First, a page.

Developing the Covid-19 vaccine

Covid-19 discussion, bring your own statistics
Post Reply
User avatar
Sciolus
Snowbonk
Posts: 403
Joined: Mon Nov 11, 2019 6:42 pm

Re: Developing the Covid-19 vaccine

Post by Sciolus » Thu Nov 12, 2020 6:31 pm

headshot wrote:
Thu Nov 12, 2020 5:00 pm
Two doses needed though...
What that means is that if you deliver, say, 4 million shots in the first month, then after two months you've done 4 million people. Which sounds obvious when you spell it out, but that's the way you need to think about it when calculating how soon you will get a certain amount of coverage.
AMS wrote:
Thu Nov 12, 2020 6:20 pm
Dry ice is a solid.
There's a clue in the name...

User avatar
shpalman
After Pie
Posts: 2289
Joined: Mon Nov 11, 2019 12:53 pm
Location: One step beyond

Re: Developing the Covid-19 vaccine

Post by shpalman » Thu Nov 12, 2020 7:22 pm

The clue is also in the name of "liquid CO2", which exists at room temperature above about 5 atm, so you can keep it in a tank without special cooling and make dry ice from it when the dry ice which is cooling your vaccines has sublimated away.
molto tricky

User avatar
shpalman
After Pie
Posts: 2289
Joined: Mon Nov 11, 2019 12:53 pm
Location: One step beyond

Re: Developing the Covid-19 vaccine

Post by shpalman » Thu Nov 12, 2020 7:24 pm

AMS wrote:
Thu Nov 12, 2020 6:23 pm
AMS wrote:
Thu Nov 12, 2020 6:20 pm
shpalman wrote:
Thu Nov 12, 2020 5:13 pm
"At any point, the boxes can be recharged with dry ice"

Assuming you have some tanks/cylinders of liquid CO2 to hand.
Dry ice is a solid.
Also, it's easy to handle. We routinely use it at work as the packing agent for frozen shipments, including international stuff. I bet there are some on nearly all Fedex transatlantic flights.
Here's how to not handle it: https://www.salon.com/2002/10/03/askthepilot13/
molto tricky

User avatar
Sciolus
Snowbonk
Posts: 403
Joined: Mon Nov 11, 2019 6:42 pm

Re: Developing the Covid-19 vaccine

Post by Sciolus » Thu Nov 12, 2020 7:26 pm

lpm wrote:
Thu Nov 12, 2020 4:33 pm
If we can do 300,000 Covid tests per day, why can't we do 300,000 vaccinations per day? It's easier. No need for lab resources. Just a queue, a gazebo with people stabbing arms, a post-jab resting place to check for allergic reactions.
As I said on another thread, it's hard thinking about these stupidly big numbers. 300,000 vaccinations per day is 0.05% of the population. Assume an average GP list of 10,000 (a bit high), that's 50 patients per day per GP. Say an hour per day per GP - doable but something else would have to give.

Alternatively, consider a centralised provision. For a moderate sized town of 200,000, that's 1000 per day or a couple per minute. Possible if you've got a full-time team of say a dozen staff on a site with good road access.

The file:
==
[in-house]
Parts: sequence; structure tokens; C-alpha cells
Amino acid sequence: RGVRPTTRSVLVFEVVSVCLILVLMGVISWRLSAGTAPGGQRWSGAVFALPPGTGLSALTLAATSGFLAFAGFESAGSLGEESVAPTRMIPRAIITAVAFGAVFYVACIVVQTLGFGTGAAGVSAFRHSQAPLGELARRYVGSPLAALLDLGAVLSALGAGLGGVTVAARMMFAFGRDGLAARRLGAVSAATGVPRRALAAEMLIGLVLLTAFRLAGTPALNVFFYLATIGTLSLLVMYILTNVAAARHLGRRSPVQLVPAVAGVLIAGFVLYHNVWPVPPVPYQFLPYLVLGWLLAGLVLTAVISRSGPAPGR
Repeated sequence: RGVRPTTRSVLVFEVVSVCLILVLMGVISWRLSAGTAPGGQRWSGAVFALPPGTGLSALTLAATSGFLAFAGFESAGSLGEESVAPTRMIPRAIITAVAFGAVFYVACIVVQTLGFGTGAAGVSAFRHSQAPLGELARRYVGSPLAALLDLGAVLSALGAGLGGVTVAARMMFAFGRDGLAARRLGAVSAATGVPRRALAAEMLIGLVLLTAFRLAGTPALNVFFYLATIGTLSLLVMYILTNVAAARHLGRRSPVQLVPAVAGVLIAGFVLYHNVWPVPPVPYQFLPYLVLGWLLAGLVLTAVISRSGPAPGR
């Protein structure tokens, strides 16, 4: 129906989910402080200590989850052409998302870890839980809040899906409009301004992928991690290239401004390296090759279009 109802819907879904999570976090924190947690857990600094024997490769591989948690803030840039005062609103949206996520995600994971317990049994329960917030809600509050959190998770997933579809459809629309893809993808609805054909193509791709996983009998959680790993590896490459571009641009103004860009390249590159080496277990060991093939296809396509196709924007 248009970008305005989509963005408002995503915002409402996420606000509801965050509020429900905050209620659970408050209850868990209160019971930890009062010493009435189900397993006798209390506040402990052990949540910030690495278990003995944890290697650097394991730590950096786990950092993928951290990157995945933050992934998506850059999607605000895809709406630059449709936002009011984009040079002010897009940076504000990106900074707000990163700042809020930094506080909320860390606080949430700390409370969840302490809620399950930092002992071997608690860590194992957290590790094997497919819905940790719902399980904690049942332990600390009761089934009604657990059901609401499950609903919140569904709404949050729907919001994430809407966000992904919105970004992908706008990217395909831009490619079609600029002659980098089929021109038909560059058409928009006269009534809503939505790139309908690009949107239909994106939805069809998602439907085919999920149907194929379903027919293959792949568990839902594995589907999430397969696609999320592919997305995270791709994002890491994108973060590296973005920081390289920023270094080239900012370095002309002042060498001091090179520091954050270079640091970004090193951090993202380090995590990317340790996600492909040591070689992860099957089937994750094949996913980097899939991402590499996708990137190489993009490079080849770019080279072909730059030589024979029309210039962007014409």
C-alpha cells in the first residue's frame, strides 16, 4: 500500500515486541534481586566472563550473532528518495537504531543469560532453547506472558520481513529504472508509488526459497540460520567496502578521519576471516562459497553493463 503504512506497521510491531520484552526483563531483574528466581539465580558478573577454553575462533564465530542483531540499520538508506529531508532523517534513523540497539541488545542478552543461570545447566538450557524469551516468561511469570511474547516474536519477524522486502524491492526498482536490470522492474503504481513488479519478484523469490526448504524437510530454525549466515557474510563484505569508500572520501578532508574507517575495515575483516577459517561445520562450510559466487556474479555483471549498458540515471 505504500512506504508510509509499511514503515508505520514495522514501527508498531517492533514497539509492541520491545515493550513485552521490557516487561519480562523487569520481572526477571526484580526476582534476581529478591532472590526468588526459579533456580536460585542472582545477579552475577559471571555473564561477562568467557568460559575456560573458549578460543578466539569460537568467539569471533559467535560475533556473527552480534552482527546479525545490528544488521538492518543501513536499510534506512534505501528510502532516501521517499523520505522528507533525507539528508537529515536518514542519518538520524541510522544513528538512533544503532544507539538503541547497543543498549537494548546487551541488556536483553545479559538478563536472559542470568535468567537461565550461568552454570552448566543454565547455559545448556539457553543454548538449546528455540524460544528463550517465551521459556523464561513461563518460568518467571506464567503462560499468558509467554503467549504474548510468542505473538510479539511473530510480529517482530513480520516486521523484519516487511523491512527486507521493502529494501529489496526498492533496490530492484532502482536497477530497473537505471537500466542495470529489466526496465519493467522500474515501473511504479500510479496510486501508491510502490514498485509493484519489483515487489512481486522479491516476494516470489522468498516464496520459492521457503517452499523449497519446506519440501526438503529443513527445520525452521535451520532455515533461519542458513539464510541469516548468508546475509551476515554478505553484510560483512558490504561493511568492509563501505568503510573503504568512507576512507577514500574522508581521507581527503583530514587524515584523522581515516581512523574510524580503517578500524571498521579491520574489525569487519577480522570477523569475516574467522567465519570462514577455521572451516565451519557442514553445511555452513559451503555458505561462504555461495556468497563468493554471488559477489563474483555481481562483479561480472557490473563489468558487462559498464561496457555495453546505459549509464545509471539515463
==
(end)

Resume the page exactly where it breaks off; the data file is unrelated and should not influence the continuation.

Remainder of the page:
That sort of high-level view suggests to me that it would be challenging but possible to deliver that level of throughput with sufficient organisation.

KAJ
Stargoon
Posts: 93
Joined: Thu Nov 14, 2019 5:05 pm
Location: UK

Re: Developing the Covid-19 vaccine

Post by KAJ » Thu Nov 12, 2020 7:59 pm

AMS wrote:
Thu Nov 12, 2020 6:20 pm
shpalman wrote:
Thu Nov 12, 2020 5:13 pm
"At any point, the boxes can be recharged with dry ice"

Assuming you have some tanks/cylinders of liquid CO2 to hand.
Dry ice is a solid.
Dry ice manufacturing starts with liquid carbon dioxide held under pressure (300 psi) in bulk storage vessels. To begin making dry ice, the liquid C02, is sent through an expansion valve into an empty chamber where under normal atmospheric pressure it flashes into C02 gas. This change from liquid to gas causes the temperature to drop quickly. About 46% of the gas will freeze into dry ice snow.
link

AMS
Snowbonk
Posts: 420
Joined: Mon Nov 11, 2019 11:14 pm

Re: Developing the Covid-19 vaccine

Post by AMS » Thu Nov 12, 2020 8:14 pm

shpalman wrote:
Thu Nov 12, 2020 7:22 pm
The clue is also in the name of "liquid CO2", which exists at room temperature above about 5 atm, so you can keep it in a tank without special cooling and make dry ice from it when the dry ice which is cooling your vaccines has sublimated away.
Fair point about how it's made, but that's not needed to top up the cryoprotection in a vaccine distribution network, which was the point. (In much the same way as they won't have to think about how to refine the oil into diesel for all the lorries they'll need.) The distributors will buy in tne pellets in bulk, which is already a factor in the supply chain for temperature sensitive reagents.

User avatar
sTeamTraen
Dorkwood
Posts: 1211
Joined: Mon Nov 11, 2019 4:24 pm
Location: Palma de Mallorca, Spain